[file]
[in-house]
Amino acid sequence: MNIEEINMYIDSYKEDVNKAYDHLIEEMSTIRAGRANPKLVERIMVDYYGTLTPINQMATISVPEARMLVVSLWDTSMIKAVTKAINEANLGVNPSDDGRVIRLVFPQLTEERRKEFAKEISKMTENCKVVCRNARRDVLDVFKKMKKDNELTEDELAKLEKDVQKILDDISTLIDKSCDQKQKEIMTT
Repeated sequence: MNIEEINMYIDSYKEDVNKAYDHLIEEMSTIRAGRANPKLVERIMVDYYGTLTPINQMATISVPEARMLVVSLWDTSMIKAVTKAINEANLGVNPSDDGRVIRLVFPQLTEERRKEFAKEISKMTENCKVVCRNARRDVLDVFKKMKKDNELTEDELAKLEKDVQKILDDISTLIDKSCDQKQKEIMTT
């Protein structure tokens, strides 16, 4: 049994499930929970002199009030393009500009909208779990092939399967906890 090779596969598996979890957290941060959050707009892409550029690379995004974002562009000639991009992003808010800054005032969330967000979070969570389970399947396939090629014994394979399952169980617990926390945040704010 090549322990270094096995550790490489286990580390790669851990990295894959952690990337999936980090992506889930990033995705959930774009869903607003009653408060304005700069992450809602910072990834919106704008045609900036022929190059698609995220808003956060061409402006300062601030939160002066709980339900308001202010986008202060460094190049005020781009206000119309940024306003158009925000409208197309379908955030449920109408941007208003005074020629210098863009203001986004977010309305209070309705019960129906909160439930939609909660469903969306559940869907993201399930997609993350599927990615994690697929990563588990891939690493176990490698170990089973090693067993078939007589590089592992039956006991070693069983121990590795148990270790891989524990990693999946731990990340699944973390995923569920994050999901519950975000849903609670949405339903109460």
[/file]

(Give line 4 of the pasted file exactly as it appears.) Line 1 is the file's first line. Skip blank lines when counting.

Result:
């Protein structure tokens, strides 16, 4: 049994499930929970002199009030393009500009909208779990092939399967906890 090779596969598996979890957290941060959050707009892409550029690379995004974002562009000639991009992003808010800054005032969330967000979070969570389970399947396939090629014994394979399952169980617990926390945040704010 090549322990270094096995550790490489286990580390790669851990990295894959952690990337999936980090992506889930990033995705959930774009869903607003009653408060304005700069992450809602910072990834919106704008045609900036022929190059698609995220808003956060061409402006300062601030939160002066709980339900308001202010986008202060460094190049005020781009206000119309940024306003158009925000409208197309379908955030449920109408941007208003005074020629210098863009203001986004977010309305209070309705019960129906909160439930939609909660469903969306559940869907993201399930997609993350599927990615994690697929990563588990891939690493176990490698170990089973090693067993078939007589590089592992039956006991070693069983121990590795148990270790891989524990990693999946731990990340699944973390995923569920994050999901519950975000849903609670949405339903109460």